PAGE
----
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METAFICTION IN GORE VIDALS LIVE FROM GOLGOTHA DELZI ALVES LARANJEIRA Centro Universitrio de Sete Lagoas/UNIFEMM Patricia Waugh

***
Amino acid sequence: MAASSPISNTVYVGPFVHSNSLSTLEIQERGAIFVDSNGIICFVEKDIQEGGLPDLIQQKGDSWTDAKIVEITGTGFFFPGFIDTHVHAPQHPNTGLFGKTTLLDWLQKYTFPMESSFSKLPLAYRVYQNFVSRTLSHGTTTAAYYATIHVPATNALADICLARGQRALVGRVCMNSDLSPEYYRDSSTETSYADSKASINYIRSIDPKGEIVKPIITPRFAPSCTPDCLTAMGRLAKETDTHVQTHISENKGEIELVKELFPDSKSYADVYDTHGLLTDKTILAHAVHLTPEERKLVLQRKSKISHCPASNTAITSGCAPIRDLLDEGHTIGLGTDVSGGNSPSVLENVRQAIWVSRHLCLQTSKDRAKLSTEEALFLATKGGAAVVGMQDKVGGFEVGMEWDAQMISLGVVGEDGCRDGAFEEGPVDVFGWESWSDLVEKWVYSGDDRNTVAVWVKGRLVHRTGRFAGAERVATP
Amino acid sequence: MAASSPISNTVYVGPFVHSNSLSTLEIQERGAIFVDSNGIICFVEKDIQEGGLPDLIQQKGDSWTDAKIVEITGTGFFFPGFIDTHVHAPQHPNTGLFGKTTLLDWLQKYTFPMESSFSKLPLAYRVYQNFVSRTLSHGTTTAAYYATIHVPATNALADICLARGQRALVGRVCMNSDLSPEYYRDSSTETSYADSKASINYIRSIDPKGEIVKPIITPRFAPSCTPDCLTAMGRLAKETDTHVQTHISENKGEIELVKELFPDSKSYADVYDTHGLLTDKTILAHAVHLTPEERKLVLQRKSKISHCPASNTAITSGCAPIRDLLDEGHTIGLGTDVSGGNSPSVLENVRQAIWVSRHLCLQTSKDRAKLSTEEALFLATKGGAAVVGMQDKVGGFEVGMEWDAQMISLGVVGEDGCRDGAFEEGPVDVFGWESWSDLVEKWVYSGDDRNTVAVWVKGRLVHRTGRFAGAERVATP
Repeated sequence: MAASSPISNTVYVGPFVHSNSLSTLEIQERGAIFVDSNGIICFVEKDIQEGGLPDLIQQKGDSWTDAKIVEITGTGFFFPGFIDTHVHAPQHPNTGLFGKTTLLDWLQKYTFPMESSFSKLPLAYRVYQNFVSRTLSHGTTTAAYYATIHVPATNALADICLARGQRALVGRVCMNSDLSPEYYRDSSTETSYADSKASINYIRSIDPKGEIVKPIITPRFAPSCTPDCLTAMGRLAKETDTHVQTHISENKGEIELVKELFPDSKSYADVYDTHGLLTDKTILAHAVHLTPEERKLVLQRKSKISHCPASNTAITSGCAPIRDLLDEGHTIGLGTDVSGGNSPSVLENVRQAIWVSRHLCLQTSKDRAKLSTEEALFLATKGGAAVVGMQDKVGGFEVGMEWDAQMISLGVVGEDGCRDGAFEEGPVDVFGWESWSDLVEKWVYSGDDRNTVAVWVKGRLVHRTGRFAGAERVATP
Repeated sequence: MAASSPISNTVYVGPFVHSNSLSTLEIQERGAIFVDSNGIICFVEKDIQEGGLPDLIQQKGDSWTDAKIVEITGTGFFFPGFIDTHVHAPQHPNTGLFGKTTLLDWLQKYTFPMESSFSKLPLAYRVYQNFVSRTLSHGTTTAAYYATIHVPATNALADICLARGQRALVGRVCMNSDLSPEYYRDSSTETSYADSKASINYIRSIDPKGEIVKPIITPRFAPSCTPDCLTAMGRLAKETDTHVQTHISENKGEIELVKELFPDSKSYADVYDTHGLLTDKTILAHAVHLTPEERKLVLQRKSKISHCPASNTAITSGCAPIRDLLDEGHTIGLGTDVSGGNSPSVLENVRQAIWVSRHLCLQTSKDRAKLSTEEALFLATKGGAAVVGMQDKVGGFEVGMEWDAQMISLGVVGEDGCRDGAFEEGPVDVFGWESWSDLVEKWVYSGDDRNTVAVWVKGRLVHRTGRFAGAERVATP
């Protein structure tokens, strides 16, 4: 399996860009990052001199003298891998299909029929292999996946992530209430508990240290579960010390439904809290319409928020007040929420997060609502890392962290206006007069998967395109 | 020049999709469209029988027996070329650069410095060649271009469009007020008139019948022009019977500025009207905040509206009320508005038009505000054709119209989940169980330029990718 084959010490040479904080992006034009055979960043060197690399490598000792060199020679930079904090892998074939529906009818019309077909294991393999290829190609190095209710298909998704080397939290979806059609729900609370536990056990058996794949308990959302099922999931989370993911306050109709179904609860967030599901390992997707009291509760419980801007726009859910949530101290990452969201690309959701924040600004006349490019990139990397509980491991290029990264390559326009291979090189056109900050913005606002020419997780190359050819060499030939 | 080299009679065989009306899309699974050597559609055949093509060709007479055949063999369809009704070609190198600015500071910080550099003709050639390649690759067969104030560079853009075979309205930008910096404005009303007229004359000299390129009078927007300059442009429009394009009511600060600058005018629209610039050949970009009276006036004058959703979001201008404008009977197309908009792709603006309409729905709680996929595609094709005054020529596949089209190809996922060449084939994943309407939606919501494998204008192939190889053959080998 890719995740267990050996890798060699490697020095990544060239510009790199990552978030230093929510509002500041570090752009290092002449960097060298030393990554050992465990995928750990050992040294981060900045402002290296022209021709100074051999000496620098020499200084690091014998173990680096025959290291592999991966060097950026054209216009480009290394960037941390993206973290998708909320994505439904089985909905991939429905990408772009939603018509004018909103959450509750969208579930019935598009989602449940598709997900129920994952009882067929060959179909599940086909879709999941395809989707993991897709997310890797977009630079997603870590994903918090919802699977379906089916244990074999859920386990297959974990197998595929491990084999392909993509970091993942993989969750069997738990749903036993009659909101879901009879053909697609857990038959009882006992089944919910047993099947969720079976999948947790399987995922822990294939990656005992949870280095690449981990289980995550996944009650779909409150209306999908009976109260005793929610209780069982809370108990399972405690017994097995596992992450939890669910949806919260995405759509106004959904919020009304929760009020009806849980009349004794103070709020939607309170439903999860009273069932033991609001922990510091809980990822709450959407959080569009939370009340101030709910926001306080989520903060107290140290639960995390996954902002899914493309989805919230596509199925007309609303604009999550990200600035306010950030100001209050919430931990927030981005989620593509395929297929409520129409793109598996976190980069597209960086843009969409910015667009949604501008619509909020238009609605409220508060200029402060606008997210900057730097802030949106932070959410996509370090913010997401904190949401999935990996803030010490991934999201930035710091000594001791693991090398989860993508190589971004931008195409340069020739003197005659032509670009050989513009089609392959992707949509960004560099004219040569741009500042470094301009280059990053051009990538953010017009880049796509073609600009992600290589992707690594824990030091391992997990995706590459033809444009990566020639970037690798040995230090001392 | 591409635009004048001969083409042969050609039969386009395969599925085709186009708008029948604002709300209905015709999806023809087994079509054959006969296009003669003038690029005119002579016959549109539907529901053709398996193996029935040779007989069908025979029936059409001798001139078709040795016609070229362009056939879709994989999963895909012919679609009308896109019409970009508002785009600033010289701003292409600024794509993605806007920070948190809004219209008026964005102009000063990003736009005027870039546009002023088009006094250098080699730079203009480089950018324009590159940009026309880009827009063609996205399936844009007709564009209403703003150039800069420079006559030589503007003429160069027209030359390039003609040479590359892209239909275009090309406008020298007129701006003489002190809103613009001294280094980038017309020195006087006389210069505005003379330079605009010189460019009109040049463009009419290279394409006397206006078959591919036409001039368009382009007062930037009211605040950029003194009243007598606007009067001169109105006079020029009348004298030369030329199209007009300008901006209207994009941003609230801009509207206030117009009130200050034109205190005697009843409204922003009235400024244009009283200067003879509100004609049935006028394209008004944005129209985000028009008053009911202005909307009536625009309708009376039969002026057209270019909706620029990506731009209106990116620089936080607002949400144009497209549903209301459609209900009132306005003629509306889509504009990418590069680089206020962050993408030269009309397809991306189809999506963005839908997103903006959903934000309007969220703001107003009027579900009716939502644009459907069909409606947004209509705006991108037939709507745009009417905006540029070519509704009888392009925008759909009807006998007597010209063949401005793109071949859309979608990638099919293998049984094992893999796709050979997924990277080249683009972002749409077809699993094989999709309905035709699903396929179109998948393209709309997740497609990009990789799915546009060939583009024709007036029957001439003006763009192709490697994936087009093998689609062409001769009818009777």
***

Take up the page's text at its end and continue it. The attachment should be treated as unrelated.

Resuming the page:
(1984, p. 2) defines metafiction as a term given to fictional writing which self-consciously and systematically draws attention to its status as an artefact in order to pose questions about the relationship between fiction and reality, that is, by making use of metafictional strategies, writers create fiction and, at the same time, emphasize the construction of the fictional illusion. Metafictional writing always makes this process clear to the reader. In his novel Live from Golgotha (1992), Gore Vidal puts in the hands of his main character, Timothy, the task to undermine the readers illusions via metafiction. This fact inserts the story into the category of a novel about a person who is writing a novel, or, in that case, a gospel. The first hint to make the reader aware that the novel is a gospel occurs in its very beginning, when Timothy decides how hes going to write the gospel according to himself. By showing his narrative strategies, Timothy leads the readers to think that hes going to do exactly as he planned: the first pages of the novel/gospel tell about Timothys circumcision, which he says is his recurrent nightmare, and his wifes commentary about a hackers attack to the gospels. Nevertheless, after reflecting upon the subject, he decides not to include Jesus genealogy in his gospel, since Jesus was Gods son and his human relations came only from his mother, what makes useless to talk about Josephs ancestry. As a gospel writer after Mark, Timothy uses him as a source and, like Mark, he prefers to leave the genealogy out. Timothys comments that genealogies are boring and that Marks gospel sells more because it ignored this aspect emphasize that what determines the course of his own writing is not a careful investigation of the facts, but his personal opinions and editorial ambitions. The exposition of these facts ends up by undermining the process of a writing that intends to be sacred and historical. Vidal relegates Timothys text to a very mundane and earthly plane, signaling to the reader the implications involved in the making of any text, even those considered true and sacred.